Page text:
This Will Cause Quite The Stir…

The Instapundit:

ANDREW SULLIVAN seems to think that I should be blogging more about Abu Ghraib, and less about the Newsweek scandal. Well, I think he should be blogging more (er, at least some) about the worse-than-Tiananmen massacre in Uzbekistan, and perhaps a bit less about gay marriage. But so what? What people blog about is none of my business. Andrew seems to feel differently, and beyond that seems to have endorsed the “fake but accurate” defense of Newsweek’s reporting.

I do confess that I think that winning the war is much more important than Abu Ghraib, and that viewing the entire war — and the entire American military — through the prism of Abu Ghraib is as unfair as judging all Muslims by the acts of terrorists. Andrew has chosen the role of emoter-in-chief on these subjects, and he’s welcome to it, though he would be more convincing in that part if he didn’t count wrapping people in the Israeli flag as torture…

As Mickey Kaus has noted, Andrew can be excitable. A while back he apologized to me for some of his criticisms during the election, and more recently he has apologized to his readers for his waffling and defeatism on the war last spring. Perhaps he’ll apologize for this at some point in the future. But, I confess, I find the question of what Andrew thinks less pressing than I used to.

Is it possible to agree with both of them? Let me see if I can thread that needle.

I think the Newsweek deal, as unfortunate as it is, is overblown, and in the grand scheme of cosmic relevance, not that big of a deal. Seriously- a media institution was a little loose in its fact-checking when attempting to play gotcha politics with a President that everyone in the media feels is fair game? Count me as underwhelmed. You people have heard of Bill Clinton, haven’t you?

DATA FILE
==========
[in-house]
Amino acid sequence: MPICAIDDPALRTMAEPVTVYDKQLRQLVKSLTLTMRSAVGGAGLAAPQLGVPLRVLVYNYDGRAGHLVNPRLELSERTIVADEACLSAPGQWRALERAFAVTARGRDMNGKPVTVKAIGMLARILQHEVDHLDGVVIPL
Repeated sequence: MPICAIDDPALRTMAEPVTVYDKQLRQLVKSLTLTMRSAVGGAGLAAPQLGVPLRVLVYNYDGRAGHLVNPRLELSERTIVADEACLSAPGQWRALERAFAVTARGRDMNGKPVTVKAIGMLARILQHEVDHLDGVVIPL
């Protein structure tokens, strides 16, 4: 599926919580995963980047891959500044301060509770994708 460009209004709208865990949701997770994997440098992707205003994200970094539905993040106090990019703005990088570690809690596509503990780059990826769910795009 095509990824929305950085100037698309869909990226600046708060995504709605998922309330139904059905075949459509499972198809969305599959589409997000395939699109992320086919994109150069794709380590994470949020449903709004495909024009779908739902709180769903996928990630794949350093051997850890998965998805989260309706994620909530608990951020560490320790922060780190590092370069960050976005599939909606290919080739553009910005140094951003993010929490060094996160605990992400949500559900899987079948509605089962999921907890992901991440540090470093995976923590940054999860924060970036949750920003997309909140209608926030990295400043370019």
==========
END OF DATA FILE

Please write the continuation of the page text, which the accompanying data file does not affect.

I also think that anyone who excuses any subsequent riots, violence, and general thuggish anti-western behavior as Newsweek’s fault is being played the fool. The protests, the violence, the *whatever*, has been going on a long time, and they have been doing it without verification of these rumors and for far less provacation. As such, it is just an excuse- not a cause of the behavior. They did, after all, kill 3,000 people just for being American on 9/11.

However, it is probably necessary to add that what Newsweek did was/is inexcusable, and as such, that is why Newseek apologized and retracted the story. It is also why no one on the left is trying to excuse Newsweek’s behavior, and instead they are writing post after post attacking the Instapundit- for attacking Newsweek. And the blogosphere circle-jerk continues unabated.

Likewise, anyone who really thinks that Zarqawi and his crew of terrorists in charge are really doing what they are doing because of Abu Ghraib similarly needs their head examined. There is, however, a big distinction.

Unlike the fake Newsweek story about Koran-flushing, Abu Ghraib happened. We did torture people, and it wasn’t just wrapping them up in Israeli flags (which I find amusing as a torture method- If I had an Israeli flag, I would hang it below my American flag outside my apartment). Because of this, Zarqawi and his merry band of hucksters now can tap into a legitimate vein of anti-American sentiment, and I believe Abu Ghraib did damage the occupation seriously. My first thought when the Abu Ghraib story broke was: